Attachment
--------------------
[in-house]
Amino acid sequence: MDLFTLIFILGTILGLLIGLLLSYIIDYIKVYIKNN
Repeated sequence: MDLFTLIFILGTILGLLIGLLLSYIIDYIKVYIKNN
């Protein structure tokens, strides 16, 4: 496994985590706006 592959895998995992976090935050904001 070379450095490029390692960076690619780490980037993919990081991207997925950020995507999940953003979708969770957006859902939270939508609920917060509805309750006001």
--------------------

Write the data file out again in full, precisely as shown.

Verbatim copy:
[in-house]
Amino acid sequence: MDLFTLIFILGTILGLLIGLLLSYIIDYIKVYIKNN
Repeated sequence: MDLFTLIFILGTILGLLIGLLLSYIIDYIKVYIKNN
């Protein structure tokens, strides 16, 4: 496994985590706006 592959895998995992976090935050904001 070379450095490029390692960076690619780490980037993919990081991207997925950020995507999940953003979708969770957006859902939270939508609920917060509805309750006001």